Tires may not seem like a motorcycle modification, but using the right tires can drastically change and improve the characteristics and capabilities of any bike at the track or on the street. The sport touring tires that come on the Kawasaki Ninja 650 or the Suzuki SV650 are not all that bad for the street or first time track goer, but when it comes to becoming regular track junkie or riding a bit more aggressively on the street (something I don’t recommend or support), you will reach the limits of the sport touring tires quickly, and they will leave you wanting more. Dunlop, Pirelli, Michelin, and Trojan all make a great street worthy rubbers which will work great for your first season or two of track days, and will provide more confidence and safety on the street as well. Dunlop provides the Q3, Pirelli provides the Diablo Supercorsa SP, and Michelin provides the Pilot Power 3.
At this point I will emphasize that using a DOT “race tire” on the street is not recommended. Most street riding will not get the tire up to the proper temperature to provide the amount and type of traction the tire was intended to provide, and in most cases would only perform marginally compared to a tire that was made for the street. I hope I made that clear enough.
Finding DOT rated “race tires” for super sports (600cc and liter bikes) is much easier than it is for our 650s, and the selection for the super sports is much broader. More people race these classes in the U.S. and it makes more economical sense for a company to provide tires to a class that has a higher demand and will be more profitable. There is one brand Pirelli which makes an exceptional DOT race tire for our 650s (it is the Pirelli Supercorsa SC) in the 160 17 size. I am not brand partial, but I have hit the ceiling when it comes to my Dunlop Q3s and will be making the move to Pirelli. I was quite happy with my Dunlop Q3s as novice track day goer (still novice in my mind), and learned quite a bit using them.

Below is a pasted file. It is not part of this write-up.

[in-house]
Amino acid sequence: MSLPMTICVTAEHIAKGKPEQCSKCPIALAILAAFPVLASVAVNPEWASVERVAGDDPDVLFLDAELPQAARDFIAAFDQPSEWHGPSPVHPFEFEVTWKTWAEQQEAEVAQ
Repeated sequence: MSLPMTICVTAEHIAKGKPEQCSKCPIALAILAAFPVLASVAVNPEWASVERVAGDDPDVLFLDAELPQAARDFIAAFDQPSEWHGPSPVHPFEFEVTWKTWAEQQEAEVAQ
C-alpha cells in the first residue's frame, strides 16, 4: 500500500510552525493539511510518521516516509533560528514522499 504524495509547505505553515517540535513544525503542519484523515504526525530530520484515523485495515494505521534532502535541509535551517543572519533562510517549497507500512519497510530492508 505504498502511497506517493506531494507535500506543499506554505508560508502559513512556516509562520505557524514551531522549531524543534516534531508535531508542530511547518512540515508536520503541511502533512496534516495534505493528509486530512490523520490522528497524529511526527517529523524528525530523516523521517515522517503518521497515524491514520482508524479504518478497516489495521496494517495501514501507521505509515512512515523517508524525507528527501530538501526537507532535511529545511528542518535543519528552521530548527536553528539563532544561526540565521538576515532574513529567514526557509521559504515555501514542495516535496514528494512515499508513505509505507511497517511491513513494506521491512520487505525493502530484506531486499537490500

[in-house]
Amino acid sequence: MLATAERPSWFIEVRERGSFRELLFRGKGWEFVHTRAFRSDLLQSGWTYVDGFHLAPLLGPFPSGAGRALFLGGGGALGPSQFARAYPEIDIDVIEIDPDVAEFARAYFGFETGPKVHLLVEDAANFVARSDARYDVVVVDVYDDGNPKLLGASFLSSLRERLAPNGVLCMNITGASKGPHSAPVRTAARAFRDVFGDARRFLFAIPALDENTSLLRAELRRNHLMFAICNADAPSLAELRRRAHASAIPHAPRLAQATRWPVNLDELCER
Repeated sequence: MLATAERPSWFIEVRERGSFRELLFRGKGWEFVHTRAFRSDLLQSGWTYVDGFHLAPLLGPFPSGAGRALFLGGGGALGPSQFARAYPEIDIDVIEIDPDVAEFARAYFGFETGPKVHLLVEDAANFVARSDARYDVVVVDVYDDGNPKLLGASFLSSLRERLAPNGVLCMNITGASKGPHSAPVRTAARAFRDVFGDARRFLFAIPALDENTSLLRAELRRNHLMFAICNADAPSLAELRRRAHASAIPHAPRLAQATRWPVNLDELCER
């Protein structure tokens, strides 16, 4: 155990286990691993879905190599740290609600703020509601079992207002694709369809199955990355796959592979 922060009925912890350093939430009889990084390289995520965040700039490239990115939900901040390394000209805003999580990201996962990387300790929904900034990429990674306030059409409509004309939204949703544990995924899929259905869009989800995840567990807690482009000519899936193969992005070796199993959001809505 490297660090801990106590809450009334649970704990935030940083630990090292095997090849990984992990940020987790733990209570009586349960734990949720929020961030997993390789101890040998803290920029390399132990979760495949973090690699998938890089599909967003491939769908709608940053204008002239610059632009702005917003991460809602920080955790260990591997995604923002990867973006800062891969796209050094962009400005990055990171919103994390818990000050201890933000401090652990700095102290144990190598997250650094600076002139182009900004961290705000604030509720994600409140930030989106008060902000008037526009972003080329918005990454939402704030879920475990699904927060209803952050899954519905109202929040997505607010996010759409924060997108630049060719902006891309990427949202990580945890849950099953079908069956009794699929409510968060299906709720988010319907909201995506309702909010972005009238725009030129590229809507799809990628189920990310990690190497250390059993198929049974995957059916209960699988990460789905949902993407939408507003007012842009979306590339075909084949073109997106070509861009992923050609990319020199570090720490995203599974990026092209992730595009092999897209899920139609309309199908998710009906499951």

Switching tire brands is not as easy as it may seem. Different brands (not just size or model) require a different geometry and suspension setup. It requires a different setup not only because of the tire size, height, profile, or circumference, but also because of the amount of flex that the tire carcass provides. We will touch more on this in suspension and geometry setup in the upcoming months.
So what about slicks?
Like most race tires, contacting and buying from the local track vendor is the best bet. The vendor has to put his kids through college too. But here is a word of advice even though most venders carry a vast selection of tires. Most do not carry that vast collection to the track and they (the vendor) would fully appreciate it if you order your tires in advance before the event, so they can have your tire on hand. This not only makes it easy on the vendor, it also ensures you get the tire you want or need. I can fully support buying tires at the track. 99% of track day providers will have a tire vendor onsite to sell tires. When you buy the tires at the track, the vendor will usually provide the change and balance for free. Be courteous to this guy, chances are he can probably clean house on the track and offer some good advice.
The only thing you need to do is, remove the wheels. Some vendors might do this for you but having the knowledge and tools to take the wheels off and put them back on is a must for any motorcyclist, and the tools needed to pull the wheels off should be the second thing to go into your track day toolbox (the maintenance manual should be the first). This will not only save you labor costs but will give you the confidence when it comes time to remove the wheels, get the rubber swapped, and back out on the track without in a timely fashion without missing a beat.